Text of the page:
S&P fi­nally no­tices the dys­func­tion in D.C., but what about its own?

Stan­dard & Poor’s re­port high­lights dys­func­tion in its own realm

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N otes on the news:

■ It’s hard to sup­press laugh­ter when read­ing Stan­dard & Poor’s cri­tique of the U.S. long-term debt. Af­ter first mak­ing a $2 tril­lion arith­metic er­ror in its anal­y­sis, as U.S. Trea­sury of­fi­cials pointed out, it down­sized the math­e­mat­i­cal por­tion of the re­port to fo­cus on the coun­try’s pol­i­tics.

“The po­lit­i­cal brinks­man­ship of re­cent months high­lights what we see as Amer­ica’s gov­er­nance and pol­i­cy­mak­ing be­com­ing less sta­ble, less ef­fec­tive and less pre­dictable than what we pre­vi­ously be­lieved,” S&P stated.

Re­ally? This sounds like the sud­den dis­cov­ery of some­one who showed up late for class. Like Capt. Re­nault in “Casablanca,” S&P is shocked, shocked to find pol­i­tics go­ing on here! Had the credit-rat­ing agency been pay­ing at­ten­tion dur­ing the health­care re­form de­bate, it would have known for more than a year that the body politic was se­ri­ously ill.

Let’s fill in S&P on what has hap­pened so far: The Congress de­bates health­care re­form for months. Each time the Democrats pro­pose a plan that might be ac­cept­able to op­po­nents, Repub­li­cans move the goal posts. Mean­while, the nation wit­nesses a Sum­mer of Crazy fu­eled by funds from well-heeled po­lit­i­cal groups in which peo­ple dress up in Colo­nial garb and de­nounce “tyranny” while oth­ers rail against “death pan­els” and gov­ern­ment takeovers and com­pare the pres­i­dent of the United States to Nazis and/or Com­mu­nists. In­cred­i­bly, these rav­ings are par­roted by politi­cians pre­vi­ously re­garded as semi-re­spon­si­ble adults.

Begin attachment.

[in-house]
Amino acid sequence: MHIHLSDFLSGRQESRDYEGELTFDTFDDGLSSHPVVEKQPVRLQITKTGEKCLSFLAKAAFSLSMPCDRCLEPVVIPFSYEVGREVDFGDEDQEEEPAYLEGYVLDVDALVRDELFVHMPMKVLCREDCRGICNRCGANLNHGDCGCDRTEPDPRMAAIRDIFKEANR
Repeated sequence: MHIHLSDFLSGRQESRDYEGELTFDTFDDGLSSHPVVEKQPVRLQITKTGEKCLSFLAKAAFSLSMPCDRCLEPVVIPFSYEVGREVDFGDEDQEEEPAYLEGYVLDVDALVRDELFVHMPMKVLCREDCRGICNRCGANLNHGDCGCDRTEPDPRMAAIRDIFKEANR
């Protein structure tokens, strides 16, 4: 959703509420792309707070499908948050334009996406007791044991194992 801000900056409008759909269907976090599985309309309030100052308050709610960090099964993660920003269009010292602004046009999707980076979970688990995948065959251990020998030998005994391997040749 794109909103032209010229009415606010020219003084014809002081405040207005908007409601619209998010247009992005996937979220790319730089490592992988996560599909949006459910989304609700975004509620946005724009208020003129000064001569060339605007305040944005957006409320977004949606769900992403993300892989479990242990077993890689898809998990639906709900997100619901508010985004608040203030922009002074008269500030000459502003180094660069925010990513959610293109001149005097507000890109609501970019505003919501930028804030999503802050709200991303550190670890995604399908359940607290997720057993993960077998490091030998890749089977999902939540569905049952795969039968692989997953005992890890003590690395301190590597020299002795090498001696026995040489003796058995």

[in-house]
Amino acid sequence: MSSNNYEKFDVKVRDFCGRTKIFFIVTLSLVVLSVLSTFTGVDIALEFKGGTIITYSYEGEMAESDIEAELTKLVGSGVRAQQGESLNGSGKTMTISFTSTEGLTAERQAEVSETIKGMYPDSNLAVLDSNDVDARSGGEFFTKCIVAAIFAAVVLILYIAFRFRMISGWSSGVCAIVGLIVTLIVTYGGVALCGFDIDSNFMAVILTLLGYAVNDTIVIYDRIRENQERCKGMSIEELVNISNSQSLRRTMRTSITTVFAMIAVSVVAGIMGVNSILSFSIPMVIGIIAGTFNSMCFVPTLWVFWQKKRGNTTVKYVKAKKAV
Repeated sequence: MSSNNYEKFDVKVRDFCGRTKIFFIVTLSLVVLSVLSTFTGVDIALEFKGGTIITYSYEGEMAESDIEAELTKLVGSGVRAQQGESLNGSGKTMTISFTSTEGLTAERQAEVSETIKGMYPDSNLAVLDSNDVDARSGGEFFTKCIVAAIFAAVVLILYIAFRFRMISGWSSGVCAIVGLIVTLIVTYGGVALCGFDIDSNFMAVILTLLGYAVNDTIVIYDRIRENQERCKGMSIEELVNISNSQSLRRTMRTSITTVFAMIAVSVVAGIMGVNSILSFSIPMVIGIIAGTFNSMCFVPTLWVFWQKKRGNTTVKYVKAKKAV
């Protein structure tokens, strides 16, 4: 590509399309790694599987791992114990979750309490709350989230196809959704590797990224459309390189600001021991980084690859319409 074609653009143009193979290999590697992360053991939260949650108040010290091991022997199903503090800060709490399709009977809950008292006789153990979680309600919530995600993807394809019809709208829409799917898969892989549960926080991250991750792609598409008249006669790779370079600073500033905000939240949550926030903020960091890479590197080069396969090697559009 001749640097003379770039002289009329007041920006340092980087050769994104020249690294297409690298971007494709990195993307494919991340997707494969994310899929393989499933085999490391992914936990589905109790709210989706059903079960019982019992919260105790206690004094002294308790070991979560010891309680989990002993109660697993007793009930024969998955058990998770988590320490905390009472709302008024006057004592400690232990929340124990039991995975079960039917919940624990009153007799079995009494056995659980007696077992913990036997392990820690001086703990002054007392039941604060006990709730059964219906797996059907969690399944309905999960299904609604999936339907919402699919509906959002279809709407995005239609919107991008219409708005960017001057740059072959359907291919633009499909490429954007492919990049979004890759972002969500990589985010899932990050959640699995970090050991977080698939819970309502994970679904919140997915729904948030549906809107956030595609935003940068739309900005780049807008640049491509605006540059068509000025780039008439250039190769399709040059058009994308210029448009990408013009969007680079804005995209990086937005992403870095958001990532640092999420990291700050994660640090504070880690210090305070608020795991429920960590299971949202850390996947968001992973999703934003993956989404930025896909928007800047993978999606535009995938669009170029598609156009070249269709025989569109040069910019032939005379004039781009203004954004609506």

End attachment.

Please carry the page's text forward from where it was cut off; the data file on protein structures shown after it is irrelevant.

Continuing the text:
Af­ter re­form pro­po­nents shed the pub­lic op­tion and any­thing else deemed even vaguely “so­cial­ist,” we get down to a mar­ket-based plan es­sen­tially the same as those floated by the Her­itage Foun­da­tion and con­ser­va­tives in the early 1990s. Repub­li­cans could take credit for mov­ing a Demo­cratic pres­i­dent and Congress to their way of think­ing, but in­stead they con­tinue to fight the new law, vow­ing to re­peal and re­place what they pre­vi­ously ad­vo­cated.

This spec­ta­cle is fol­lowed by ve­he­ment op­po­si­tion to the con­fir­ma­tion of Dr. Don­ald Ber­wick, a noted pa­tient-safety ad­vo­cate, as CMS chief be­cause that per­son would have to ex­e­cute the law. Dys­func­tional gov­er­nance? Who could have known? ■ If there’s any group that should know about dys­func­tion, it’s the credit-rat­ing agen­cies. Un­til S&P’s Fri­day bomb, which helped roil the mar­kets, the agen­cies had been fa­mous mostly for their role in be­stow­ing in­vest­ment-grade rat­ings on ra­dioac­tive sub­prime mort­gage-backed se­cu­ri­ties. That ac­tiv­ity, not co­in­ci­den­tally, raked in mil­lions in prof­its for the agen­cies. The fi­nan­cial cri­sis in­ves­ti­gat­ing com­mis­sion la­beled them “key en­ablers of the fi­nan­cial melt­down.”

Then there’s the long string of cor­po­rate de­ba­cles of the past 20 years—some in the health­care realm—that the agen­cies didn’t see un­til in­vestors lost a bun­dle.

Bill Gross, the founder of Pa­cific In­vest­ment Man­age­ment Co., once urged in­vestors to ig­nore the agen­cies, brand­ing them “an id­iot sa­vant with a full com­mand of the math­e­mat­ics, but no idea of how to ap­ply them.” Af­ter the $2 tril­lion er­ror, the first part of that state­ment is ques­tion­able. ■ Nev­er­the­less, S&P may have ac­com­plished some­thing its as­sess­ment sug­gested was im­pos­si­ble: It brought Democrats and Repub­li­cans to­gether. The Wall Street Jour­nal re­ported that lawmakers of both par­ties were con­sid­er­ing in­ves­ti­ga­tions of the rat­ing agen­cies and re­stric­tions on their in­flu­ence. The agen­cies were al­ready in the cross hairs in the Dodd-Frank fi­nan­cial over­haul. Now, some mem­bers of both par­ties are say­ing the rat­ings oli­gop­oly needs re­form.

Who says bi­par­ti­san­ship is dead? Maybe we can re­visit health re­form.

NEIL MCLAUGH­LIN Man­ag­ing Edi­tor

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